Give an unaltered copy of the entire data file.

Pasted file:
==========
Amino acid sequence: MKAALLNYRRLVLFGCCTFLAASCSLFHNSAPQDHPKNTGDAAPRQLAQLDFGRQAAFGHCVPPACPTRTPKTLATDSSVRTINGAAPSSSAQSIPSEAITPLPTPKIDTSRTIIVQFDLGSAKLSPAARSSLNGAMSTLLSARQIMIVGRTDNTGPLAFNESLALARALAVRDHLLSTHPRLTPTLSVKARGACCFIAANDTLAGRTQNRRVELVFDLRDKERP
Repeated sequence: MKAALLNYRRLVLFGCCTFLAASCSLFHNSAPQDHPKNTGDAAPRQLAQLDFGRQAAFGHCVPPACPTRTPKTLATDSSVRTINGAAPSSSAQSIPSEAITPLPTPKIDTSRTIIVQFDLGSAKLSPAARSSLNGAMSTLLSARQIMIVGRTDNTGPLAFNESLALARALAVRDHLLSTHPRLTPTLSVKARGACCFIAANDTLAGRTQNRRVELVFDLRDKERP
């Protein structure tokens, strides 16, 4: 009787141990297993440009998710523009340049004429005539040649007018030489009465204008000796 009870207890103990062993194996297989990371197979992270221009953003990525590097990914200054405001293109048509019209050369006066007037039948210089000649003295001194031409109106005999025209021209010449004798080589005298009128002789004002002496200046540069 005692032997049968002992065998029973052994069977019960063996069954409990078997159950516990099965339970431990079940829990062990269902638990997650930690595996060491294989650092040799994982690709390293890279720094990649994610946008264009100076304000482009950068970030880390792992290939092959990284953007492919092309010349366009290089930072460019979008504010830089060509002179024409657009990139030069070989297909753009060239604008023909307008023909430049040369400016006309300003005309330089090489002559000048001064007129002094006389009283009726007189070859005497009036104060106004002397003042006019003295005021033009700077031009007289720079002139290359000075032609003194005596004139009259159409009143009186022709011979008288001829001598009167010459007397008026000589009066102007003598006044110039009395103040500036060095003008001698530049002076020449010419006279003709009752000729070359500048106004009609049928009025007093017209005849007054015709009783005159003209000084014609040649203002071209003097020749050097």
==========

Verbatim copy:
Amino acid sequence: MKAALLNYRRLVLFGCCTFLAASCSLFHNSAPQDHPKNTGDAAPRQLAQLDFGRQAAFGHCVPPACPTRTPKTLATDSSVRTINGAAPSSSAQSIPSEAITPLPTPKIDTSRTIIVQFDLGSAKLSPAARSSLNGAMSTLLSARQIMIVGRTDNTGPLAFNESLALARALAVRDHLLSTHPRLTPTLSVKARGACCFIAANDTLAGRTQNRRVELVFDLRDKERP
Repeated sequence: MKAALLNYRRLVLFGCCTFLAASCSLFHNSAPQDHPKNTGDAAPRQLAQLDFGRQAAFGHCVPPACPTRTPKTLATDSSVRTINGAAPSSSAQSIPSEAITPLPTPKIDTSRTIIVQFDLGSAKLSPAARSSLNGAMSTLLSARQIMIVGRTDNTGPLAFNESLALARALAVRDHLLSTHPRLTPTLSVKARGACCFIAANDTLAGRTQNRRVELVFDLRDKERP
């Protein structure tokens, strides 16, 4: 009787141990297993440009998710523009340049004429005539040649007018030489009465204008000796 009870207890103990062993194996297989990371197979992270221009953003990525590097990914200054405001293109048509019209050369006066007037039948210089000649003295001194031409109106005999025209021209010449004798080589005298009128002789004002002496200046540069 005692032997049968002992065998029973052994069977019960063996069954409990078997159950516990099965339970431990079940829990062990269902638990997650930690595996060491294989650092040799994982690709390293890279720094990649994610946008264009100076304000482009950068970030880390792992290939092959990284953007492919092309010349366009290089930072460019979008504010830089060509002179024409657009990139030069070989297909753009060239604008023909307008023909430049040369400016006309300003005309330089090489002559000048001064007129002094006389009283009726007189070859005497009036104060106004002397003042006019003295005021033009700077031009007289720079002139290359000075032609003194005596004139009259159409009143009186022709011979008288001829001598009167010459007397008026000589009066102007003598006044110039009395103040500036060095003008001698530049002076020449010419006279003709009752000729070359500048106004009609049928009025007093017209005849007054015709009783005159003209000084014609040649203002071209003097020749050097």